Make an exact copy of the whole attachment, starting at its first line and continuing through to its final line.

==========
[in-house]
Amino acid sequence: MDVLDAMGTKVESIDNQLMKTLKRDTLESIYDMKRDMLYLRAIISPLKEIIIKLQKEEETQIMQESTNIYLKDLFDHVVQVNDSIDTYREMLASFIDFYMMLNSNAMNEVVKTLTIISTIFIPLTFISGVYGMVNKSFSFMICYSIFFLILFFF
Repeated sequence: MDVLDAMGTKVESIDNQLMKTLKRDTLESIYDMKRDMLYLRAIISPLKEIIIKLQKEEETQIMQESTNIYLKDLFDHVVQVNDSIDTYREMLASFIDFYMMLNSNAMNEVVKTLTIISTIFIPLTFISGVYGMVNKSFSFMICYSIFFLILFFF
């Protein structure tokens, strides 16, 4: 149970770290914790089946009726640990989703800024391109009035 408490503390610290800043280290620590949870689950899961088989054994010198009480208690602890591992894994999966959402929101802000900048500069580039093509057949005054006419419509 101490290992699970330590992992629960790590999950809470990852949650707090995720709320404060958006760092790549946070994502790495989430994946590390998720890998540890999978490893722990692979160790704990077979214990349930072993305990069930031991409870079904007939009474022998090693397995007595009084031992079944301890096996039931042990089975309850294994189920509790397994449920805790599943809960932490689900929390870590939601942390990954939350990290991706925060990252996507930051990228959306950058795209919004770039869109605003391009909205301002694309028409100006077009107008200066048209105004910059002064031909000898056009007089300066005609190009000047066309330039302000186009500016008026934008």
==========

[in-house]
Amino acid sequence: MDVLDAMGTKVESIDNQLMKTLKRDTLESIYDMKRDMLYLRAIISPLKEIIIKLQKEEETQIMQESTNIYLKDLFDHVVQVNDSIDTYREMLASFIDFYMMLNSNAMNEVVKTLTIISTIFIPLTFISGVYGMVNKSFSFMICYSIFFLILFFF
Repeated sequence: MDVLDAMGTKVESIDNQLMKTLKRDTLESIYDMKRDMLYLRAIISPLKEIIIKLQKEEETQIMQESTNIYLKDLFDHVVQVNDSIDTYREMLASFIDFYMMLNSNAMNEVVKTLTIISTIFIPLTFISGVYGMVNKSFSFMICYSIFFLILFFF
């Protein structure tokens, strides 16, 4: 149970770290914790089946009726640990989703800024391109009035 408490503390610290800043280290620590949870689950899961088989054994010198009480208690602890591992894994999966959402929101802000900048500069580039093509057949005054006419419509 101490290992699970330590992992629960790590999950809470990852949650707090995720709320404060958006760092790549946070994502790495989430994946590390998720890998540890999978490893722990692979160790704990077979214990349930072993305990069930031991409870079904007939009474022998090693397995007595009084031992079944301890096996039931042990089975309850294994189920509790397994449920805790599943809960932490689900929390870590939601942390990954939350990290991706925060990252996507930051990228959306950058795209919004770039869109605003391009909205301002694309028409100006077009107008200066048209105004910059002064031909000898056009007089300066005609190009000047066309330039302000186009500016008026934008």